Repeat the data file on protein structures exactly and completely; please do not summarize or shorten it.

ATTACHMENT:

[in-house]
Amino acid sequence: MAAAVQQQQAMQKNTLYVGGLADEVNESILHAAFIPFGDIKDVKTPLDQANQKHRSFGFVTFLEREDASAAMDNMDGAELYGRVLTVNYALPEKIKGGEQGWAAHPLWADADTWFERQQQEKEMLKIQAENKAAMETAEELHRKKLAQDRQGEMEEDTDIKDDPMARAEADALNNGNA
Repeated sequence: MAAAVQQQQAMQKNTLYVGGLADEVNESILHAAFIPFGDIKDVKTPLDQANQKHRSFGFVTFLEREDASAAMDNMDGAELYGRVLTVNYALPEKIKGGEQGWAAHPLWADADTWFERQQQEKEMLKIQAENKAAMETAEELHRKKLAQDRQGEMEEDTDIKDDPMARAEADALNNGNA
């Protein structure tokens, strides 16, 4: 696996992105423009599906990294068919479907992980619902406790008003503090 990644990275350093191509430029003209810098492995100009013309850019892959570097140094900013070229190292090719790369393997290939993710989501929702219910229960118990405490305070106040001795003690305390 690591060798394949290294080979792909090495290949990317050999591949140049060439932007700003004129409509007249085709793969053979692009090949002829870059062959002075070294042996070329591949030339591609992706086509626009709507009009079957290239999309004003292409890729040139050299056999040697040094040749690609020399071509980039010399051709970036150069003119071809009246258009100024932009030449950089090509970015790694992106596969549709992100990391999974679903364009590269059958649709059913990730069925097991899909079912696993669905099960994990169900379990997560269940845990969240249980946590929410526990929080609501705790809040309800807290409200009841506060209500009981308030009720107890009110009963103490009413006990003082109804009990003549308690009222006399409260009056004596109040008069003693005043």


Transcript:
[in-house]
Amino acid sequence: MAAAVQQQQAMQKNTLYVGGLADEVNESILHAAFIPFGDIKDVKTPLDQANQKHRSFGFVTFLEREDASAAMDNMDGAELYGRVLTVNYALPEKIKGGEQGWAAHPLWADADTWFERQQQEKEMLKIQAENKAAMETAEELHRKKLAQDRQGEMEEDTDIKDDPMARAEADALNNGNA
Repeated sequence: MAAAVQQQQAMQKNTLYVGGLADEVNESILHAAFIPFGDIKDVKTPLDQANQKHRSFGFVTFLEREDASAAMDNMDGAELYGRVLTVNYALPEKIKGGEQGWAAHPLWADADTWFERQQQEKEMLKIQAENKAAMETAEELHRKKLAQDRQGEMEEDTDIKDDPMARAEADALNNGNA
């Protein structure tokens, strides 16, 4: 696996992105423009599906990294068919479907992980619902406790008003503090 990644990275350093191509430029003209810098492995100009013309850019892959570097140094900013070229190292090719790369393997290939993710989501929702219910229960118990405490305070106040001795003690305390 690591060798394949290294080979792909090495290949990317050999591949140049060439932007700003004129409509007249085709793969053979692009090949002829870059062959002075070294042996070329591949030339591609992706086509626009709507009009079957290239999309004003292409890729040139050299056999040697040094040749690609020399071509980039010399051709970036150069003119071809009246258009100024932009030449950089090509970015790694992106596969549709992100990391999974679903364009590269059958649709059913990730069925097991899909079912696993669905099960994990169900379990997560269940845990969240249980946590929410526990929080609501705790809040309800807290409200009841506060209500009981308030009720107890009110009963103490009413006990003082109804009990003549308690009222006399409260009056004596109040008069003693005043």